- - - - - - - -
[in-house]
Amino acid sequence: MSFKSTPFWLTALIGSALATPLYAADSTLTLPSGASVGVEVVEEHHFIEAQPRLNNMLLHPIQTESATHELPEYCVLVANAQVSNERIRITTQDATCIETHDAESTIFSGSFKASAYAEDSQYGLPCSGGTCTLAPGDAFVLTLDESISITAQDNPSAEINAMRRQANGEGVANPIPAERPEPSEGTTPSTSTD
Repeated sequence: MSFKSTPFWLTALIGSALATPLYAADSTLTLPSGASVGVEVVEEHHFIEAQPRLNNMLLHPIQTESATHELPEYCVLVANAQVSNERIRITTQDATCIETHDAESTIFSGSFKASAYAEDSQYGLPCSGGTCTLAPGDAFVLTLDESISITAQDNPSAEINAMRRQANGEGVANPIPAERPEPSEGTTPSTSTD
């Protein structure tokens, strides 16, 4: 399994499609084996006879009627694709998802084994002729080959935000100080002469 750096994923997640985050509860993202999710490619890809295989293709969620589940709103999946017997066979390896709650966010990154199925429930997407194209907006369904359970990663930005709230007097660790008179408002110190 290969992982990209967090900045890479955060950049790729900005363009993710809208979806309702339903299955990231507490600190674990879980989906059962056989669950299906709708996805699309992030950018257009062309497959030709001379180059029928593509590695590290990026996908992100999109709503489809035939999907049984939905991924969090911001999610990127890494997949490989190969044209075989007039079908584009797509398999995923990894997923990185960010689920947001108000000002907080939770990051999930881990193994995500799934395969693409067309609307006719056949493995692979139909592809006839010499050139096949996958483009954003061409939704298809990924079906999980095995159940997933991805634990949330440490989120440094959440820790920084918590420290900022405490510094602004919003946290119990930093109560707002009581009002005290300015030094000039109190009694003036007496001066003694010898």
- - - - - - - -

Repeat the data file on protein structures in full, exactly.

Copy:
[in-house]
Amino acid sequence: MSFKSTPFWLTALIGSALATPLYAADSTLTLPSGASVGVEVVEEHHFIEAQPRLNNMLLHPIQTESATHELPEYCVLVANAQVSNERIRITTQDATCIETHDAESTIFSGSFKASAYAEDSQYGLPCSGGTCTLAPGDAFVLTLDESISITAQDNPSAEINAMRRQANGEGVANPIPAERPEPSEGTTPSTSTD
Repeated sequence: MSFKSTPFWLTALIGSALATPLYAADSTLTLPSGASVGVEVVEEHHFIEAQPRLNNMLLHPIQTESATHELPEYCVLVANAQVSNERIRITTQDATCIETHDAESTIFSGSFKASAYAEDSQYGLPCSGGTCTLAPGDAFVLTLDESISITAQDNPSAEINAMRRQANGEGVANPIPAERPEPSEGTTPSTSTD
């Protein structure tokens, strides 16, 4: 399994499609084996006879009627694709998802084994002729080959935000100080002469 750096994923997640985050509860993202999710490619890809295989293709969620589940709103999946017997066979390896709650966010990154199925429930997407194209907006369904359970990663930005709230007097660790008179408002110190 290969992982990209967090900045890479955060950049790729900005363009993710809208979806309702339903299955990231507490600190674990879980989906059962056989669950299906709708996805699309992030950018257009062309497959030709001379180059029928593509590695590290990026996908992100999109709503489809035939999907049984939905991924969090911001999610990127890494997949490989190969044209075989007039079908584009797509398999995923990894997923990185960010689920947001108000000002907080939770990051999930881990193994995500799934395969693409067309609307006719056949493995692979139909592809006839010499050139096949996958483009954003061409939704298809990924079906999980095995159940997933991805634990949330440490989120440094959440820790920084918590420290900022405490510094602004919003946290119990930093109560707002009581009002005290300015030094000039109190009694003036007496001066003694010898």